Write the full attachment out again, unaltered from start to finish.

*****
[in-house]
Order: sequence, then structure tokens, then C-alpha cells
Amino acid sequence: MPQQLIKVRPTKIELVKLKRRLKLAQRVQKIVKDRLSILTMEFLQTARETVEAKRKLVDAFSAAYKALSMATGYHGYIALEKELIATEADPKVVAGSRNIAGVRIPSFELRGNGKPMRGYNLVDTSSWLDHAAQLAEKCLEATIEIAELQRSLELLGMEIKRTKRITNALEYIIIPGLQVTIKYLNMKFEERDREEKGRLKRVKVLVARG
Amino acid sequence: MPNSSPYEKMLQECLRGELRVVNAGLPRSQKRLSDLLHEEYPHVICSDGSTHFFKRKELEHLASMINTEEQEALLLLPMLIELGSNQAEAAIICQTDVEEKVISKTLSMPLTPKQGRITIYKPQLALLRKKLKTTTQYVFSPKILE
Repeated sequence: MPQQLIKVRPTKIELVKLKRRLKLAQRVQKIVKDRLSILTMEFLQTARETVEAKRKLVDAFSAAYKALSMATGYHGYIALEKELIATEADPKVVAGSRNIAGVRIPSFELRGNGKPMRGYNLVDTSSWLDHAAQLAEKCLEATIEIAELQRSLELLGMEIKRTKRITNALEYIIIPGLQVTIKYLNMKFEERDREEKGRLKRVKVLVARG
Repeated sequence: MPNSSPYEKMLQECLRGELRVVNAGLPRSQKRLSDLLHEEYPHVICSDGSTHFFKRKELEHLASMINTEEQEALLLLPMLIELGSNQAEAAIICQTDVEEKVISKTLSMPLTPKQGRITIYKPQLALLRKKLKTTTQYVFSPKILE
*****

[in-house]
Order: sequence, then structure tokens, then C-alpha cells
Amino acid sequence: MPQQLIKVRPTKIELVKLKRRLKLAQRVQKIVKDRLSILTMEFLQTARETVEAKRKLVDAFSAAYKALSMATGYHGYIALEKELIATEADPKVVAGSRNIAGVRIPSFELRGNGKPMRGYNLVDTSSWLDHAAQLAEKCLEATIEIAELQRSLELLGMEIKRTKRITNALEYIIIPGLQVTIKYLNMKFEERDREEKGRLKRVKVLVARG
Amino acid sequence: MPNSSPYEKMLQECLRGELRVVNAGLPRSQKRLSDLLHEEYPHVICSDGSTHFFKRKELEHLASMINTEEQEALLLLPMLIELGSNQAEAAIICQTDVEEKVISKTLSMPLTPKQGRITIYKPQLALLRKKLKTTTQYVFSPKILE
Repeated sequence: MPQQLIKVRPTKIELVKLKRRLKLAQRVQKIVKDRLSILTMEFLQTARETVEAKRKLVDAFSAAYKALSMATGYHGYIALEKELIATEADPKVVAGSRNIAGVRIPSFELRGNGKPMRGYNLVDTSSWLDHAAQLAEKCLEATIEIAELQRSLELLGMEIKRTKRITNALEYIIIPGLQVTIKYLNMKFEERDREEKGRLKRVKVLVARG
Repeated sequence: MPNSSPYEKMLQECLRGELRVVNAGLPRSQKRLSDLLHEEYPHVICSDGSTHFFKRKELEHLASMINTEEQEALLLLPMLIELGSNQAEAAIICQTDVEEKVISKTLSMPLTPKQGRITIYKPQLALLRKKLKTTTQYVFSPKILE